When Numbers Get Serious

When Numbers Get Serious

Codes and matrix numbers … or how to sex a budgerigar. 

At the start of this project, the idea was I wouldn’t get hung up on catalogue numbers, nor list them. As time passed it became clear that it’s the only way to note reissues and various editions of a track, or to place tracks in sequence within a label. So catalogue numbers were retro-fitted. The catalogue number on a sleeve indicates that the record was sold in it initially. You can only be 100% certain if you bought it yourself, or a known and trusted source did. There are anomalies all over the place suggesting that design changes were not smooth transitions. EMI are more confusing than most in having stuff appear in sleeves abandoned six months earlier.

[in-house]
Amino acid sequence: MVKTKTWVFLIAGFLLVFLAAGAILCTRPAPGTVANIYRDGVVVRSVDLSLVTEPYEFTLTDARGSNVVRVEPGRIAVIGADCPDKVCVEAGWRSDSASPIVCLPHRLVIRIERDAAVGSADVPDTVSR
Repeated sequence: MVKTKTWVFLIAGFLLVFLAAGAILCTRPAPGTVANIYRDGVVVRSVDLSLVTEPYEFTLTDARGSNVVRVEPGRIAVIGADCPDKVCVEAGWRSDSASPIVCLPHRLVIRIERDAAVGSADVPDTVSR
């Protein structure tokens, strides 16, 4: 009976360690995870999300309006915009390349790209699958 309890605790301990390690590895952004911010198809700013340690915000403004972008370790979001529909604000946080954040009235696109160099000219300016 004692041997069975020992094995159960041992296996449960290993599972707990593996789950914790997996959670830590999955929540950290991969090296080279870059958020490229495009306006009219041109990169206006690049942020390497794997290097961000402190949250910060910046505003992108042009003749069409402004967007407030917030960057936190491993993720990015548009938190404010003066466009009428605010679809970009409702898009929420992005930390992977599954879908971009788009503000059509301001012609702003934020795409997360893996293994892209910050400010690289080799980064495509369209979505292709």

Major artists are the best route to finding out about a label. The Beatles for Parlophone, Elvis for RCA, Cliff Richard for Columbia, The Beach Boys for Capitol, Bob Dylan for CBS. There are lots of examples about and also the discs were on sale as “new” for many months or even years. That means that people try to track down the first release. This is where it gets arcane.

There is information etched onto the run-out groove of records. You will need a strong light. You may need a magnifying glass.

Matrix numbers

The matrix number is the true reference number of the individual song or track. It differs from the catalogue number, and will remain constant through reissues. The catalogue number refers to the disc itself, so is the same on both sides.

Matrix numbers are usually assigned at the time of recording. If the matrix numbers were sequential, such as 23567 and 23568, it’s a fair bet that the lower number is the A side. However the matrix numbers may vary considerably on both sides of a single, in which case the lower number may not be the A-side.

Some labels also print the matrix number in a smaller font next to the catalogue number on the label, often upside-down to distinguish it. For one Columbia release, the matrix number 7XCE 24786 45 breaks down like this:

EMI 7 matrix codes

Mother and stamper codes